How web-based CAD can be the “easy button” for industrial equipment design.
Designing and manufacturing a custom piece of tooling or industrial equipment has never been a particularly speedy process, often taking weeks or month from design to delivery.
But what if you could design a piece on a Monday, hit the order button on Tuesday, and have it arrive at your door on Wednesday—all the while knowing that your intellectual property is secure, and that you are guaranteed to be working from the correct version of the underlying components?
It might sound hard to believe, but new cloud-based digital manufacturing platforms are making this scenario a reality. These web-based CAD platforms have the potential to save time and eliminate inefficiencies when engineers design and build custom industrial equipment.
The Plight of the Manufacturing Engineer
Consider engineers who aren’t very far from the manufacturing floor. They could include traditional manufacturing engineers, metrology engineers, or even R&D engineers who are bench-testing a product before it gets manufactured. Often, the people doing the logic orautomation side of the machine and the people doing the mechanical side are typically different teams, working in different software. These worlds don’t speak with one another. But what’s something they all have in common? A web browser.
Using a web-based system can break down barriers between teams and enable more effective collaboration. This type of robust web-based design, however, is only possible with strong 3D web visualization capabilities.
Online tools made it possible for a customer to design and manufacture a gantry system to extend the reach of this UR10e 7th Axis by 6.5 ft for less than $7,800. The system is compatible with CB3-Series UR10, and includes standard Vention MachineMotion URCaps integration for convenient control from the UR Teach Pendant.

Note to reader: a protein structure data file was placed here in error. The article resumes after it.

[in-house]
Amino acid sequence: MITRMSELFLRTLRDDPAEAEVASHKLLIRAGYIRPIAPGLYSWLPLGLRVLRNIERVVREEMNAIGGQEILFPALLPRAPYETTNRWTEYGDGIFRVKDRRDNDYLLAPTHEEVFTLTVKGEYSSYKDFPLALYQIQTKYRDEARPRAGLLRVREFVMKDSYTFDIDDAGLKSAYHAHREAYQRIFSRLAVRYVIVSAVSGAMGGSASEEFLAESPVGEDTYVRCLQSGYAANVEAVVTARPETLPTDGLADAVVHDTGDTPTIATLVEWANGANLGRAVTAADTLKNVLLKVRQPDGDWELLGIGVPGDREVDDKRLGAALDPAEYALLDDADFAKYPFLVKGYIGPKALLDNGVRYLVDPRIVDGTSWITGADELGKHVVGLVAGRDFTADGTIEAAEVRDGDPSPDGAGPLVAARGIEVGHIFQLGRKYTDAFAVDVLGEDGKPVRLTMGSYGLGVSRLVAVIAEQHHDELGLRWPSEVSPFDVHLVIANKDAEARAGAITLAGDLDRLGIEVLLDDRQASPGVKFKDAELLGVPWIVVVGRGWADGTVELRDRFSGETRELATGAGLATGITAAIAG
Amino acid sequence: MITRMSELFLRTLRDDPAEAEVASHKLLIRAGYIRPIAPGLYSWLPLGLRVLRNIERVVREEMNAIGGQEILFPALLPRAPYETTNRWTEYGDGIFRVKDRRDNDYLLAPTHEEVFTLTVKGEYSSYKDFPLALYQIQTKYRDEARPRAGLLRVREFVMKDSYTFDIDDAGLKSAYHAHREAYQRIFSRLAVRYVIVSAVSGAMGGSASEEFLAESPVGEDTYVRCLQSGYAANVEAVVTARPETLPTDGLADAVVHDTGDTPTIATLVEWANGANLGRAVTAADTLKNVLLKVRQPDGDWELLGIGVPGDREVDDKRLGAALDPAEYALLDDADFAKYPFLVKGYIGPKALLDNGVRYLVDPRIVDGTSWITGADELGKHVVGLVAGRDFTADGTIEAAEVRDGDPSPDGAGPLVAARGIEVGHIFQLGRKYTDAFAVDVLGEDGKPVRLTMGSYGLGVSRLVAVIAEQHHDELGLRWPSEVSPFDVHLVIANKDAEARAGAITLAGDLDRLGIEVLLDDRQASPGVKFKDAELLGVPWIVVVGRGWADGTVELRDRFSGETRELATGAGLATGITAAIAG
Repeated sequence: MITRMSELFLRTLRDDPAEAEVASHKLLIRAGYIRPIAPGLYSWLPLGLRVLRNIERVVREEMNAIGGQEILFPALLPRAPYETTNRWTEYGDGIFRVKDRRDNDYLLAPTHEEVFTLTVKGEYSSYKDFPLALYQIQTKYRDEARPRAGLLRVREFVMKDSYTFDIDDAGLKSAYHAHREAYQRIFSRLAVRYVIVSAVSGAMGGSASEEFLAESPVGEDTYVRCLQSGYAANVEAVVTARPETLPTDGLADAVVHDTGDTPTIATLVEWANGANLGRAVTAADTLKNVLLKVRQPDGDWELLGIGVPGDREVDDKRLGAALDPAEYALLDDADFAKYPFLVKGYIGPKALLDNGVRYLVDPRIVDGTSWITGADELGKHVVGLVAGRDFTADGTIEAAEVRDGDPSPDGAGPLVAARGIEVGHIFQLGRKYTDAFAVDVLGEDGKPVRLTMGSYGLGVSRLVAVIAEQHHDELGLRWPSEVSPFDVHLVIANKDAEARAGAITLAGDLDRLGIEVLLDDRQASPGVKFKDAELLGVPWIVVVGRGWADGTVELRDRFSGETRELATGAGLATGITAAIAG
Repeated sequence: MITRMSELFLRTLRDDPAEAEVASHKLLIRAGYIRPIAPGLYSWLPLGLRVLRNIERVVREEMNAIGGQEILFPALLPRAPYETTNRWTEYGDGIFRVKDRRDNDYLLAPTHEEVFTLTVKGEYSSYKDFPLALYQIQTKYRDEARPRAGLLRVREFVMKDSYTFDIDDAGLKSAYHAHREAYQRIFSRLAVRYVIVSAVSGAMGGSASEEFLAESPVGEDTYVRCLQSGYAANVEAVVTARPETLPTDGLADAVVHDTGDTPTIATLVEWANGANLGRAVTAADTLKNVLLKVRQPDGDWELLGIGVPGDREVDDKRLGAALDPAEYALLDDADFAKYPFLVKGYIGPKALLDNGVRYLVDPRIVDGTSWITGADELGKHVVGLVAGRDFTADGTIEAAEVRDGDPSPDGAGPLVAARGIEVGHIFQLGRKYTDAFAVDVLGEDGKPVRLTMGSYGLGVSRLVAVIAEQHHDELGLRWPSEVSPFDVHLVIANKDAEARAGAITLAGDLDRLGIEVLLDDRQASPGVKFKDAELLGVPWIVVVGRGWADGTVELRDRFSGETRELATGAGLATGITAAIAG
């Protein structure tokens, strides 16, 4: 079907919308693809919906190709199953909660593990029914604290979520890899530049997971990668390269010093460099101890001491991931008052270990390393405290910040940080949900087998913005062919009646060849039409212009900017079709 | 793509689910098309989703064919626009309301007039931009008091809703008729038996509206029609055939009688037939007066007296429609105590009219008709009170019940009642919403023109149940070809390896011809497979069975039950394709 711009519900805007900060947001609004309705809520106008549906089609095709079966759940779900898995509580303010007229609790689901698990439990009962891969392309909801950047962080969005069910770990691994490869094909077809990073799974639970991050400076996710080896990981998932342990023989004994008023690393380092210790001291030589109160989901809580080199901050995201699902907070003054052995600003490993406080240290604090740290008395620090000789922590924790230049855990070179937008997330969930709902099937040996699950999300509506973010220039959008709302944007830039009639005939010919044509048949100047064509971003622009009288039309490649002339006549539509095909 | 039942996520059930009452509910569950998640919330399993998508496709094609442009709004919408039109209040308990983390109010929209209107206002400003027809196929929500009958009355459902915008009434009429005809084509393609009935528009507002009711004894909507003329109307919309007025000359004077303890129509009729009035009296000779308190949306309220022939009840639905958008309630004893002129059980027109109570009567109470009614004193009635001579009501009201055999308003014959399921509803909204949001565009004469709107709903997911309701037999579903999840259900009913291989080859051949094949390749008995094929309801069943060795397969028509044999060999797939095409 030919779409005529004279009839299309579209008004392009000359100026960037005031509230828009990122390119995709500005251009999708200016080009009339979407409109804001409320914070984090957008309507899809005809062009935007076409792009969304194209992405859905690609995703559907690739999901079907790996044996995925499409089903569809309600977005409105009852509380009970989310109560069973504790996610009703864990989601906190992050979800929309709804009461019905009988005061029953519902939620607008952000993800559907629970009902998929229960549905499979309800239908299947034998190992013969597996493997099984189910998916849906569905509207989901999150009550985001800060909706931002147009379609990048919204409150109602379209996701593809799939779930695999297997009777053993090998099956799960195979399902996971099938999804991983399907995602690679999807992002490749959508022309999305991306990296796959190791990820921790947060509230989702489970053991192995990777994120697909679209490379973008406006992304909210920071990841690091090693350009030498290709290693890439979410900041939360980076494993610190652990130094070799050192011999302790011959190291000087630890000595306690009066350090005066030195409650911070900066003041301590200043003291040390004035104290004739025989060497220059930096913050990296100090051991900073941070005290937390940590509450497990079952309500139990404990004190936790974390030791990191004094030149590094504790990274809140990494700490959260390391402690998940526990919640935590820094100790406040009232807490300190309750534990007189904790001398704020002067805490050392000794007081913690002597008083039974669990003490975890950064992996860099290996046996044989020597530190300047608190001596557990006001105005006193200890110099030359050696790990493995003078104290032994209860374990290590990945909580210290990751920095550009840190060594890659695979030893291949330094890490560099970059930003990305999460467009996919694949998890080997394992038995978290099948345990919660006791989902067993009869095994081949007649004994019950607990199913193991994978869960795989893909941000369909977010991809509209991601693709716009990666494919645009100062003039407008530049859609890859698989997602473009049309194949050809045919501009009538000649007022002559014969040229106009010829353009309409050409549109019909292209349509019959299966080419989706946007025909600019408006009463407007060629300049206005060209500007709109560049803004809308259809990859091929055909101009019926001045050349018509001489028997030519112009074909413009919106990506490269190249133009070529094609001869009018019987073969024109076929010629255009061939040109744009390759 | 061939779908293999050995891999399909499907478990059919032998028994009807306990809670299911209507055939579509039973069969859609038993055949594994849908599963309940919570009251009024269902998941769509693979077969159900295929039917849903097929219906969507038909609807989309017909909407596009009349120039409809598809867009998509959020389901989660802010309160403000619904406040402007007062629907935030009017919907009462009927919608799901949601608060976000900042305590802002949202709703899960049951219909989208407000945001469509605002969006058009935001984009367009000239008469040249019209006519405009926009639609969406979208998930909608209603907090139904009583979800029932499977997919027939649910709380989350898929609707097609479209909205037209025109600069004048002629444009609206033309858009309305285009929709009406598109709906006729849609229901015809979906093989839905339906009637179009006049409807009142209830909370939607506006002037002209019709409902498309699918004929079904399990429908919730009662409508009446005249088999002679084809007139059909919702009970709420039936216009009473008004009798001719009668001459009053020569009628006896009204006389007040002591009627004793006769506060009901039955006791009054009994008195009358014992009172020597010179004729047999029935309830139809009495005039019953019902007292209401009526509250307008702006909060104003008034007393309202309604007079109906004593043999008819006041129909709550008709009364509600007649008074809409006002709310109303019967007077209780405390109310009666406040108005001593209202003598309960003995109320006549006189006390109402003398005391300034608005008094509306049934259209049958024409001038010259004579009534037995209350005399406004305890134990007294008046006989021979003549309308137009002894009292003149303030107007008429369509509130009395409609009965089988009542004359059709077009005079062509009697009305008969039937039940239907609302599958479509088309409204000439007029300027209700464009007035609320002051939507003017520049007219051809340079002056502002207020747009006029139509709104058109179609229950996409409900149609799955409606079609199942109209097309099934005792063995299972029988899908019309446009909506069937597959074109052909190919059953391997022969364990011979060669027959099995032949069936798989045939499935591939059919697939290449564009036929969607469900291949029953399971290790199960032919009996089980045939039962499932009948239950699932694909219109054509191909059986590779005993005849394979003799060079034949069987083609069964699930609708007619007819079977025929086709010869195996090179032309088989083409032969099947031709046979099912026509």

Ensuring Performance for Web-Based CAD
Designing the perfect welding jig or machining fixture in the cloud requires the web application to be fully capable of a number of demanding tasks around visualization.
For starters, the web application needs to provide highly optimized streaming of CAD data to the browser. Streaming allows users to quickly interact with massive models made up of hundreds of thousands of parts, which is a crucial time-saver.
Don’t forget about users on mobile devices: You’ll want to ensure they can view complex CAD models even on low-end devices. Server-side rendering can ensure high rendering performance for even the most complex piece of industrial equipment.
Want to create intuitive workflows? Then you’ll want the ability to link each object in the 3D model with critical information such as part number, vendor, price, and inventory availability. This can enable users to see the price of an assembly in real time, as it’s being assembled, and to see exactly how soon it can be delivered, based on availability of parts. This knowledge enables users to do a quick business case assessment around any piece of industrial equipment as they’re designing it, allowing them to weigh costs and other factors before deciding whether or not to move forward with the machine.